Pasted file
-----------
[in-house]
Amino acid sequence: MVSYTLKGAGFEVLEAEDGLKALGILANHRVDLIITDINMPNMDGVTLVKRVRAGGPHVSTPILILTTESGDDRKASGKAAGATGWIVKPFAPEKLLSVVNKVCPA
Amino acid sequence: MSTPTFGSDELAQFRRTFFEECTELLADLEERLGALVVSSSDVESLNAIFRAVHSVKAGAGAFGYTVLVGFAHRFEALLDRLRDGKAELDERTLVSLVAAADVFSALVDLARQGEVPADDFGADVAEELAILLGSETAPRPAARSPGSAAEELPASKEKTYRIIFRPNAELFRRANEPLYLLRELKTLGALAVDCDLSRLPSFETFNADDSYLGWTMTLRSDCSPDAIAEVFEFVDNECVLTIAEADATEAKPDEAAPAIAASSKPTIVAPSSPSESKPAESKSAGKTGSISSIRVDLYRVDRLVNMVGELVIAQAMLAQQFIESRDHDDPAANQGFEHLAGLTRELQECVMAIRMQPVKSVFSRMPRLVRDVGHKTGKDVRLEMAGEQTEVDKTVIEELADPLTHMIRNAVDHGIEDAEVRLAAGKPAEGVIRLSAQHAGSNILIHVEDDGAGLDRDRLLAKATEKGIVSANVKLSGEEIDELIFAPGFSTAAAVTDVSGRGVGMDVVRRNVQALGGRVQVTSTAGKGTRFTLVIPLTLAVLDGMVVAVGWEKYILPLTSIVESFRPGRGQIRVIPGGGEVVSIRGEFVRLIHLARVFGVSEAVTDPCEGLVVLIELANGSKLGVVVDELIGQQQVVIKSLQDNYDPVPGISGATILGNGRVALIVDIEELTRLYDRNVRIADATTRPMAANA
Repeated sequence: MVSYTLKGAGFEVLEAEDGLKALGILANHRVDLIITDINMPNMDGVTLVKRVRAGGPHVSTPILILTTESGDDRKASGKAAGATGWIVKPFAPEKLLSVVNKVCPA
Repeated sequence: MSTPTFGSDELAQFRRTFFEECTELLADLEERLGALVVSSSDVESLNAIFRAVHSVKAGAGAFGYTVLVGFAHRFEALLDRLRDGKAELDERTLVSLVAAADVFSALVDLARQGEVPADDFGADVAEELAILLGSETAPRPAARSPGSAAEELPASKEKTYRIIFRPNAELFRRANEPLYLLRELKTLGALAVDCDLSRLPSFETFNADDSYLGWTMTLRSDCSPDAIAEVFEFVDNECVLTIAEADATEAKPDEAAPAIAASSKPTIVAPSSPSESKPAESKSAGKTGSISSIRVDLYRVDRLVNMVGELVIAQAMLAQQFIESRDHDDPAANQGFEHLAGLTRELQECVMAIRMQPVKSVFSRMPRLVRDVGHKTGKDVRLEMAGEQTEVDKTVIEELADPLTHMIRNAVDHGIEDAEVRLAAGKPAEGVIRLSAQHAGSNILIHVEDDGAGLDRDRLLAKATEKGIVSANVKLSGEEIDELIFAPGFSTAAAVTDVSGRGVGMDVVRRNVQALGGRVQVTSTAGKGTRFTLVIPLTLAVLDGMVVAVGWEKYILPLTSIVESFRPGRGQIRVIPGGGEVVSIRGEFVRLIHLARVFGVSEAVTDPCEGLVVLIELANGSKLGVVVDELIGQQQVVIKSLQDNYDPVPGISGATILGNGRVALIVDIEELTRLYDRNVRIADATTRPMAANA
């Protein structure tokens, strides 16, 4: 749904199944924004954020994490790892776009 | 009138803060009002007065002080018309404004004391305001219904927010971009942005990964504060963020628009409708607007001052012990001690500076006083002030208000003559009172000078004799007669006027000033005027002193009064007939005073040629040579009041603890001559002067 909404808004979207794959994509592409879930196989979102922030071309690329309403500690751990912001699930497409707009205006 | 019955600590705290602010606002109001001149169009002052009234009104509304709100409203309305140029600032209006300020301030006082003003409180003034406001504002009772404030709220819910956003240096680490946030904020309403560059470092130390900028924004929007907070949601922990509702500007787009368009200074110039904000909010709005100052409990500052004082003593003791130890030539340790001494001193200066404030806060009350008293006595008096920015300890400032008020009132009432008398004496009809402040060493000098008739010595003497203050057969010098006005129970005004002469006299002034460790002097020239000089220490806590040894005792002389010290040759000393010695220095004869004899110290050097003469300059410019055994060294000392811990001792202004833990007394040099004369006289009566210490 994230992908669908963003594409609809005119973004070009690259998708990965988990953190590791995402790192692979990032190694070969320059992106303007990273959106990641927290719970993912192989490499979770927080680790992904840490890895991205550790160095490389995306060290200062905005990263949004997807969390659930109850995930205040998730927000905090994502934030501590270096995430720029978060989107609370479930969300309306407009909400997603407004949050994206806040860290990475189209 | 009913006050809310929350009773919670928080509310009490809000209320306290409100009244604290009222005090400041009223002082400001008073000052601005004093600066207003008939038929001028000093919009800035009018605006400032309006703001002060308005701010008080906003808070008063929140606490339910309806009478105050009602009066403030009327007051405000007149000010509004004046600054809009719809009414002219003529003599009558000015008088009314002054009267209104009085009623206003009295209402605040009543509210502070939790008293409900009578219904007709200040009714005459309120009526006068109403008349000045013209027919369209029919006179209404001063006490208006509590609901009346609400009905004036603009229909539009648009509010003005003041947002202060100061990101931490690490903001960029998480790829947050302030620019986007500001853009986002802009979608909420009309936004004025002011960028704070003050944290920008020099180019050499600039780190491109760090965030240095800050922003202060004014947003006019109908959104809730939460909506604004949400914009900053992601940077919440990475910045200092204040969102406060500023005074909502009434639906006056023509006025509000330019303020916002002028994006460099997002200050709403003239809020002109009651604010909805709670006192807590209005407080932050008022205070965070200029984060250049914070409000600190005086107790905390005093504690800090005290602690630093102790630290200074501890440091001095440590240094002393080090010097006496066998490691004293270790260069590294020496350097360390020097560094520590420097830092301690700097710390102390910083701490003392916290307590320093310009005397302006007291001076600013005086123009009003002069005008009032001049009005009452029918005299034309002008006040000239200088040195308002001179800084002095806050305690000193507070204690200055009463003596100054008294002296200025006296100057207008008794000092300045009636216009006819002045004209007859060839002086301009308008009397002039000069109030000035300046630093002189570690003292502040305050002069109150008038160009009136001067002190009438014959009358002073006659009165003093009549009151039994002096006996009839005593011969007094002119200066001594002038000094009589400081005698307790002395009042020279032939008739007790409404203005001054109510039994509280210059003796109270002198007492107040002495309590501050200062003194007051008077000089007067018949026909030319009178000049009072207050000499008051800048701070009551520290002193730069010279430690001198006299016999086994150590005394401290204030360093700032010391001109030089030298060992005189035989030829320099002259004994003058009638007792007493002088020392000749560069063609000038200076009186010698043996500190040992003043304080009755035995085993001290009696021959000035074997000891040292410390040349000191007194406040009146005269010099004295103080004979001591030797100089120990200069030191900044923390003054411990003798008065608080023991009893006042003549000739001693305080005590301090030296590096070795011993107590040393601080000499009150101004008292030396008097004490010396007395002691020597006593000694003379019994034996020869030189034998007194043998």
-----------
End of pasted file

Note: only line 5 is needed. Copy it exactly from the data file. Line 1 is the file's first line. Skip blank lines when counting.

Repeated sequence: MSTPTFGSDELAQFRRTFFEECTELLADLEERLGALVVSSSDVESLNAIFRAVHSVKAGAGAFGYTVLVGFAHRFEALLDRLRDGKAELDERTLVSLVAAADVFSALVDLARQGEVPADDFGADVAEELAILLGSETAPRPAARSPGSAAEELPASKEKTYRIIFRPNAELFRRANEPLYLLRELKTLGALAVDCDLSRLPSFETFNADDSYLGWTMTLRSDCSPDAIAEVFEFVDNECVLTIAEADATEAKPDEAAPAIAASSKPTIVAPSSPSESKPAESKSAGKTGSISSIRVDLYRVDRLVNMVGELVIAQAMLAQQFIESRDHDDPAANQGFEHLAGLTRELQECVMAIRMQPVKSVFSRMPRLVRDVGHKTGKDVRLEMAGEQTEVDKTVIEELADPLTHMIRNAVDHGIEDAEVRLAAGKPAEGVIRLSAQHAGSNILIHVEDDGAGLDRDRLLAKATEKGIVSANVKLSGEEIDELIFAPGFSTAAAVTDVSGRGVGMDVVRRNVQALGGRVQVTSTAGKGTRFTLVIPLTLAVLDGMVVAVGWEKYILPLTSIVESFRPGRGQIRVIPGGGEVVSIRGEFVRLIHLARVFGVSEAVTDPCEGLVVLIELANGSKLGVVVDELIGQQQVVIKSLQDNYDPVPGISGATILGNGRVALIVDIEELTRLYDRNVRIADATTRPMAANA